Category Archives: Claddagh History

The History of the Town and County of the Town of Galway (1820)

Extract from “The History of the Town and County of the Town of Galway From the Earliest Period to the Present Time“, 1820, By James Hardiman, Esc. (Member of the Royal Irish Academy and Sub-commissioner on the Public Records).

Map of Old Galway Hardiman’s Map of Galway

Joyes or Joce

This old Galway family is of ancient and honourable English descent, and was allied to the Welch and British princes. Thomas Joyes, the first of the name that came to Ireland, sailed from Wales in the reign of Edward I, and arrived with this fleet at Thomond in Munster, where he married Onorah O’Brien, daughter of the chief of that district; from thence, putting to sea, he directed his course to the western part of Connaught, where he acquired considerable tracts of territory, which his posterity still inhabit. While on the voyage, his wife was delivered of a son, whom he named Mac Mara, son of the sea, he extended his father’s acquisitions, and from him descended the sept of the Joyces, a race of men remarkable for their extraordinary stature, who, for centuries past inhabited the mountainous district, in Iar Connaught, called from them, Duthaidh Sheodhoigh, or Joyce country, now forming the barony of Ross, in the County of Galway, and from which where formerly tributary to the O’Flaherties.38 Walter Jorse, Jorze or Joyce, brother of Thomas, Cardinal of Sabina, of this name and family, was Archbishop of Armagh, he resigned in 1311, and was succeeded by his brother Roland. The former was confessor to Edward II. and was author of several works.39 The families of Joyes-grove in the County of Galway, Oxford in Mayo, and Woodquay in the town of Galway, with that of Merview, near the town, are the present descendants of this old family.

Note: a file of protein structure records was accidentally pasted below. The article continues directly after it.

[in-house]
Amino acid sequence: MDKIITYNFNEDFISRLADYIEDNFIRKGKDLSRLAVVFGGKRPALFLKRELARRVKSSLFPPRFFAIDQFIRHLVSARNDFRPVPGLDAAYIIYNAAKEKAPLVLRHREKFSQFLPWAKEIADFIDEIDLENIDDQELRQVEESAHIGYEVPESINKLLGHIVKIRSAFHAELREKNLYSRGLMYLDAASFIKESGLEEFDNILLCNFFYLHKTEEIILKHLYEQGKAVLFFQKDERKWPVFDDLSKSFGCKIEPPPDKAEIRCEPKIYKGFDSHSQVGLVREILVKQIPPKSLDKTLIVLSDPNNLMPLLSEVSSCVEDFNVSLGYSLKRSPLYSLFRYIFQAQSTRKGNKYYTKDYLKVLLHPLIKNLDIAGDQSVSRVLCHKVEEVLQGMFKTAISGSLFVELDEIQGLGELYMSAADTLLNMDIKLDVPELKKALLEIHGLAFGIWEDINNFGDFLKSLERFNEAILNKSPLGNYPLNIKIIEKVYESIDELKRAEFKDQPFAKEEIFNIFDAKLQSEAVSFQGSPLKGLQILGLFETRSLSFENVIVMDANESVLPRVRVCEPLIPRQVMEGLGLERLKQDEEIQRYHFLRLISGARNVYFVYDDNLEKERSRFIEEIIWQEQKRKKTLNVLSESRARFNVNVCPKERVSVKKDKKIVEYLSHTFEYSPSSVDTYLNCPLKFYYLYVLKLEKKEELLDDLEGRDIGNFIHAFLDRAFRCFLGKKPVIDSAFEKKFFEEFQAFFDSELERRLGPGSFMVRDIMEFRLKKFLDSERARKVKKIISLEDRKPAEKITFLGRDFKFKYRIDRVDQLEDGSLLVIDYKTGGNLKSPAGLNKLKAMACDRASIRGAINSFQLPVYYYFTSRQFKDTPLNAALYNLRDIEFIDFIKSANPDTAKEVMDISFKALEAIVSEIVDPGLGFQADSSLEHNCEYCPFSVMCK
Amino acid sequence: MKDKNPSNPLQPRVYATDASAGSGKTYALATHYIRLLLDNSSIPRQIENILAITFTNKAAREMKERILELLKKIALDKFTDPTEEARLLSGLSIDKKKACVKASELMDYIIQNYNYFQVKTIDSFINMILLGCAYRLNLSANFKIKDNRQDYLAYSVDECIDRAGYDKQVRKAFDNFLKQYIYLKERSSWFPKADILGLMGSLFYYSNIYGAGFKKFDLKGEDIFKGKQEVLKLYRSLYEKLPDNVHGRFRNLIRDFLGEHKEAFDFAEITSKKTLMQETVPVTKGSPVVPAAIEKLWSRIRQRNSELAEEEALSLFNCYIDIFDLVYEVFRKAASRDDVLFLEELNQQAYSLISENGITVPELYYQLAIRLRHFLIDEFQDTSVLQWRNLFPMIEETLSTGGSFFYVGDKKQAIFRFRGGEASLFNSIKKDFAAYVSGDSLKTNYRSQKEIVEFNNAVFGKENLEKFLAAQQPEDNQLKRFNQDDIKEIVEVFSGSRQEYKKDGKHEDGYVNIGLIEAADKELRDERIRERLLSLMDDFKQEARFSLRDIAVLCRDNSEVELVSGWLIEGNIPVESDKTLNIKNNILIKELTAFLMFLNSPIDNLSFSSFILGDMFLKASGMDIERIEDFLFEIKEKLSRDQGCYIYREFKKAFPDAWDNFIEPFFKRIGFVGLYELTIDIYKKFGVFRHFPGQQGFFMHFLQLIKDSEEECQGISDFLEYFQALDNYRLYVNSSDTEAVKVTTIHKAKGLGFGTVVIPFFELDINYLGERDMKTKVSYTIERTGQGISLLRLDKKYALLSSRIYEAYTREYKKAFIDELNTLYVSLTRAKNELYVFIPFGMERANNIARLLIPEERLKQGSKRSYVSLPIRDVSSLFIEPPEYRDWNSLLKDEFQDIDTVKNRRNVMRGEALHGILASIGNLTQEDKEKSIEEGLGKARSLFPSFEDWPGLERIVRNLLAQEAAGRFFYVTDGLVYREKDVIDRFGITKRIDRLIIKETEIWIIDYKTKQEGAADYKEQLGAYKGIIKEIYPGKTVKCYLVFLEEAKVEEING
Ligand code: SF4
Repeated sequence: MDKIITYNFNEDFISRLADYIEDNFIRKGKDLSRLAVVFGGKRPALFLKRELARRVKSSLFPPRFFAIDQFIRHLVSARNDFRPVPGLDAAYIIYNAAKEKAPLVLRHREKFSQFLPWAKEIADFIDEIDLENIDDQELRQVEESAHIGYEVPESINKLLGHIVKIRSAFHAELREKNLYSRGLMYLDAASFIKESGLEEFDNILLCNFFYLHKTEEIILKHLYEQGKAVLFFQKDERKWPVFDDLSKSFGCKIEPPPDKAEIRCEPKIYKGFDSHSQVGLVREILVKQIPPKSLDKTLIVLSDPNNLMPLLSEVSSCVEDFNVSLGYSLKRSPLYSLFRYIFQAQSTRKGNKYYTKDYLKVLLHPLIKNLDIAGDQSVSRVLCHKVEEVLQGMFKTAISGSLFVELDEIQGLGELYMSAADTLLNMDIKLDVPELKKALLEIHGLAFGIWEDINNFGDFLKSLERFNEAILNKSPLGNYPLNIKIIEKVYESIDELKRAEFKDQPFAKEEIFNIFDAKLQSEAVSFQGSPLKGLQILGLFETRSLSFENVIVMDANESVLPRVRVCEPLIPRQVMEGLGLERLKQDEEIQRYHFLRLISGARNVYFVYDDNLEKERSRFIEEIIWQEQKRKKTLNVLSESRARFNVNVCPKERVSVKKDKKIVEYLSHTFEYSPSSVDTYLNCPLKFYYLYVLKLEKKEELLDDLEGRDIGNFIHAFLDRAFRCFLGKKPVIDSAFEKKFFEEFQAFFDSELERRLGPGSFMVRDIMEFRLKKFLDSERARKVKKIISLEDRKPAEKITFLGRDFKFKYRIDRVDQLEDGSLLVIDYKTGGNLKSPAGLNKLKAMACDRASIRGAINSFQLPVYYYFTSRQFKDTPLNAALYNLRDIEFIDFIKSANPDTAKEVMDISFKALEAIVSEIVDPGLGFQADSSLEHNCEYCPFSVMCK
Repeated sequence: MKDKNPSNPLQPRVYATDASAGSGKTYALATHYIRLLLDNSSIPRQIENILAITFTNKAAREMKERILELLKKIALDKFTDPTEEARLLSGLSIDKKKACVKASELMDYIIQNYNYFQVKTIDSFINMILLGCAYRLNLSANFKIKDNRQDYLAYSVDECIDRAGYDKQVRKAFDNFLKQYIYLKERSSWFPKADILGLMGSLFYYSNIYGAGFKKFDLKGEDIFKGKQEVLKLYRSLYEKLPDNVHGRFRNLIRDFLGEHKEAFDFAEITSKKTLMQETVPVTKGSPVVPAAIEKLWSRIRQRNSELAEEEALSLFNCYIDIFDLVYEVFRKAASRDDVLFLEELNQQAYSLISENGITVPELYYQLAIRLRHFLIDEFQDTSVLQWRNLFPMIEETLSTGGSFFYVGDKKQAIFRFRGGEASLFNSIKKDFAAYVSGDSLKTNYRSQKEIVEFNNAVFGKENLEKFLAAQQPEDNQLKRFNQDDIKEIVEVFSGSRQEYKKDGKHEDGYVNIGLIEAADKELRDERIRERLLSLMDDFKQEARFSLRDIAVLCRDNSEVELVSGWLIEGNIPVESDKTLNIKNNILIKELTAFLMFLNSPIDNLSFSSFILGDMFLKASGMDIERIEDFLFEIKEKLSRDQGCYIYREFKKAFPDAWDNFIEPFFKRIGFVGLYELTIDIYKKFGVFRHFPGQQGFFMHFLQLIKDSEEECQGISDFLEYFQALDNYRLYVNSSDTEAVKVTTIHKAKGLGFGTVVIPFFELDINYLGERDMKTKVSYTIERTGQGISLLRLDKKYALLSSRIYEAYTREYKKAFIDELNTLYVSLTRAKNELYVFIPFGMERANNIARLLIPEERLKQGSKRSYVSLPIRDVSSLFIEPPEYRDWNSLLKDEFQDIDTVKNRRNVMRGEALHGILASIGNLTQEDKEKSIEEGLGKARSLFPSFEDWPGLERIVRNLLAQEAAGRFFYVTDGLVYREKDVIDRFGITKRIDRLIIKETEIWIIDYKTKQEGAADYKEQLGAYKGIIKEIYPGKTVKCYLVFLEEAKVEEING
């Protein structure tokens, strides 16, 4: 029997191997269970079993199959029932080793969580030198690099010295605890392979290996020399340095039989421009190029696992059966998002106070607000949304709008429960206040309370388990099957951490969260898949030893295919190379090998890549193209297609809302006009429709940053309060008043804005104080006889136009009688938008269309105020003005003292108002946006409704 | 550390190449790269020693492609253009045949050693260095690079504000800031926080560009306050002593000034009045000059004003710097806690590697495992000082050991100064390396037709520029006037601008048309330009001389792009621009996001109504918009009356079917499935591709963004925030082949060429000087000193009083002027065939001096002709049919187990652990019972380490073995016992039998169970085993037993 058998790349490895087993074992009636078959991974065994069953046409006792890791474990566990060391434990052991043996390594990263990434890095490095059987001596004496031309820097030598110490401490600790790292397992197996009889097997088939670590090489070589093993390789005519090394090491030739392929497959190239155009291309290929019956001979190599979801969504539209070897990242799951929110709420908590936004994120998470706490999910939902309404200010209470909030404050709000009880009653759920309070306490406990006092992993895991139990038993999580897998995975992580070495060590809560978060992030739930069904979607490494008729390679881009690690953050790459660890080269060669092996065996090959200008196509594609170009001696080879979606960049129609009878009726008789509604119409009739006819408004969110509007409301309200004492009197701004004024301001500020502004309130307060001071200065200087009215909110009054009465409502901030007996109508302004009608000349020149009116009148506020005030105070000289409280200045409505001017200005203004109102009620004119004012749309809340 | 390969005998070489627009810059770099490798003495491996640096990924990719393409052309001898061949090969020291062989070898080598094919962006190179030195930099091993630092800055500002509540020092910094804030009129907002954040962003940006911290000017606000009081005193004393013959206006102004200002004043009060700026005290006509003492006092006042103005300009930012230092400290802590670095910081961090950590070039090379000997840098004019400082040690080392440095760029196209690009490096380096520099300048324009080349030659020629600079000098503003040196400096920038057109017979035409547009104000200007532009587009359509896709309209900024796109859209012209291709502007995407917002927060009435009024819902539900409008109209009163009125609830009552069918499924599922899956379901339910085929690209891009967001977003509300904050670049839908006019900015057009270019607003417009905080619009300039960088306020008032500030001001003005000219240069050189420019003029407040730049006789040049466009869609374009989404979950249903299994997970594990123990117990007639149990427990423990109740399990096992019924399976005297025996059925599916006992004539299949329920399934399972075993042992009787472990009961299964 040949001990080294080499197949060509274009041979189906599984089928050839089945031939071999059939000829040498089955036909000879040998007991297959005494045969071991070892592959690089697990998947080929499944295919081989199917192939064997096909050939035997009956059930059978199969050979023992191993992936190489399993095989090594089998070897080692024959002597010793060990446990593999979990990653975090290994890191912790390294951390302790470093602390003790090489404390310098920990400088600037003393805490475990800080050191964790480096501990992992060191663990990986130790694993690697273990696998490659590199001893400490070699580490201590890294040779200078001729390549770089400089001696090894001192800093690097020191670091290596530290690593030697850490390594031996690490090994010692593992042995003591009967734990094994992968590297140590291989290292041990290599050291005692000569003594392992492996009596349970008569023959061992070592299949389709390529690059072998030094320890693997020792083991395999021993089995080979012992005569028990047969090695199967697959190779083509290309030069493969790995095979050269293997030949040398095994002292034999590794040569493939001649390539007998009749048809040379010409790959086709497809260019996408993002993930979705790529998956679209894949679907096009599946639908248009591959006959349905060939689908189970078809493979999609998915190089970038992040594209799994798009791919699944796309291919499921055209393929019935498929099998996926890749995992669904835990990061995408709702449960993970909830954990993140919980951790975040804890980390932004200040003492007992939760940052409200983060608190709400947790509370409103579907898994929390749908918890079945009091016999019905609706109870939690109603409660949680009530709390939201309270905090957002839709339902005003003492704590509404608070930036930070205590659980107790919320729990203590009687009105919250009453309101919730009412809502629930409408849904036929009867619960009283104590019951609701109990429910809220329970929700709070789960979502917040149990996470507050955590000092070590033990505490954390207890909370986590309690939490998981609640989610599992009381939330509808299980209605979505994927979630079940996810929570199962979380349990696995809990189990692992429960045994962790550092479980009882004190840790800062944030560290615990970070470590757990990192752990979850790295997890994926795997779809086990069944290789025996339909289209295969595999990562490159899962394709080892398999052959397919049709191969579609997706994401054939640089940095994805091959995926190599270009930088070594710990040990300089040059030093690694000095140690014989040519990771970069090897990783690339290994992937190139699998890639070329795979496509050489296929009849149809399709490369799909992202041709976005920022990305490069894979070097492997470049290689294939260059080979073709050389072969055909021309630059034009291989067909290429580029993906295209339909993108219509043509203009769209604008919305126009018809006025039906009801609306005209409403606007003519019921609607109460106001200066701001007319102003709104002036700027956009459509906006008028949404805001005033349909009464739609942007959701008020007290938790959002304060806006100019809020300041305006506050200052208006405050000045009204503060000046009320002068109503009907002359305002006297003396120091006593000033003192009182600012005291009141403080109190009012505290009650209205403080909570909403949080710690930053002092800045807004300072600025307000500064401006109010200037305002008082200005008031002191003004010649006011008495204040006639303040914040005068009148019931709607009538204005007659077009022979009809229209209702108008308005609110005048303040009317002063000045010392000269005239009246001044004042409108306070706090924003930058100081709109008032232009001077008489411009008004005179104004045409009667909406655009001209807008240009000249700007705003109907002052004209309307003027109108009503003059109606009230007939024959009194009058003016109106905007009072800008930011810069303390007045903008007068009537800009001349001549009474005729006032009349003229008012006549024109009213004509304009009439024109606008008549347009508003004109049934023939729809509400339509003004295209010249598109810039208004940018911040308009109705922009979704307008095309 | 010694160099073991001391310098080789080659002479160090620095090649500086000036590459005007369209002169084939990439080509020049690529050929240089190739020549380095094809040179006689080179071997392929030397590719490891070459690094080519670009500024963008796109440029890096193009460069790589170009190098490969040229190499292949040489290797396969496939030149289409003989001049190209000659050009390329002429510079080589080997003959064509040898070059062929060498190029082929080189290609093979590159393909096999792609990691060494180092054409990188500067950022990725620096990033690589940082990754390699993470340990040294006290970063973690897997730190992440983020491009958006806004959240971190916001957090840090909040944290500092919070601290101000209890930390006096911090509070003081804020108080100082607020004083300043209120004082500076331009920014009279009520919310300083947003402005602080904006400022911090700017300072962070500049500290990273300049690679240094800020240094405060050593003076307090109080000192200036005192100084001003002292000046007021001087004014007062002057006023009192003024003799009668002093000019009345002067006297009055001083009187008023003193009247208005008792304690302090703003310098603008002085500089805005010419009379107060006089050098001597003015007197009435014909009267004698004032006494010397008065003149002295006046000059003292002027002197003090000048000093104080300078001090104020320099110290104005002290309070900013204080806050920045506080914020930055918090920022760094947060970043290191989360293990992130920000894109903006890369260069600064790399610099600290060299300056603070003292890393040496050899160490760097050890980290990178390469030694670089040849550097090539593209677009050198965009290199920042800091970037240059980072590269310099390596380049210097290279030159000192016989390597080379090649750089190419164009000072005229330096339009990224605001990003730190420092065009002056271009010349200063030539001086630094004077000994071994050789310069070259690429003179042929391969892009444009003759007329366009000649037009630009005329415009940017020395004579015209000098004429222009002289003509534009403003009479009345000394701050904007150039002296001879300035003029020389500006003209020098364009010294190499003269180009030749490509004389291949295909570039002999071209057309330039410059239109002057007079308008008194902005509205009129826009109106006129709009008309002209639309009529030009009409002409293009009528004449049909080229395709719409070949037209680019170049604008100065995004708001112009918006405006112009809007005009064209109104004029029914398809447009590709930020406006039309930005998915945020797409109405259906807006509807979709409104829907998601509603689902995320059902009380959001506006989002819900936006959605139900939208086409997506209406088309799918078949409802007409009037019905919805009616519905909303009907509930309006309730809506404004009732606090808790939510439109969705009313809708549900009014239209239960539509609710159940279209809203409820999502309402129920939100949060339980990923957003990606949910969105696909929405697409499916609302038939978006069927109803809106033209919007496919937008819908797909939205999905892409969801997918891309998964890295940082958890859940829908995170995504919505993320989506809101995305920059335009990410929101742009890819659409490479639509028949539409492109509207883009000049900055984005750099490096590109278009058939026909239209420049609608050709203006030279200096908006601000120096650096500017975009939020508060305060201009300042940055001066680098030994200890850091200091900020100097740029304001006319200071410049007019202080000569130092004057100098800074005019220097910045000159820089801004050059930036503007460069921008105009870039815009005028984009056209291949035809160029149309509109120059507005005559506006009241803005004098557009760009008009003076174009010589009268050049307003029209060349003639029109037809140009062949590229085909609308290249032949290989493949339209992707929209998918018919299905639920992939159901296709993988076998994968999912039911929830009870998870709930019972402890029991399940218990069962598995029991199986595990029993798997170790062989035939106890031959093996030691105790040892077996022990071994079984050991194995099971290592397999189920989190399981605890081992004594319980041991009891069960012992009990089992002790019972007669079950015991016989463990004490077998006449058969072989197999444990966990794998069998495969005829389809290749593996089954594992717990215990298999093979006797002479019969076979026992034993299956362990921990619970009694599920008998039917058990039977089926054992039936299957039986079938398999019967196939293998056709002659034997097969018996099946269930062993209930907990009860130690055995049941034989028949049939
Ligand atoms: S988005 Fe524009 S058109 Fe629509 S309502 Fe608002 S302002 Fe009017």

Arms. Argent, an eagle displayed, with two necks, gules, over all Fess Ermine.  Crest. A demi wolf-rampant, argent, ducally gorged, or.40  Motto, Mors aut honorabilis vita.


38 Mac Mara Joyes was first married to the daughter of O’Flathery, prince of Iar Connaught. The most remarkable of his descendants, besides the above, was William Joyes, who was married to Agnes Morris, being on his travels from Italy to Greece, he was taken prisoner by the Saracens, and brought to Africa, from whence, after a variety of adventures, and undergoing a captivity of seven years, he escaped to Spain; while here, his exalted virtues were rewarded by heaven according to the pedigree of the family, in an extraordinary manner; for, as they relate, an eagle flying over his head, pointed out to him a place, where he discovered vast treasures; with which returning to Galway, he contributed larges sums towards building the walls, church and other public edifices of the town. He dies, leaving three sons James, Henry and Robert, and was interred in the Franciscan friary.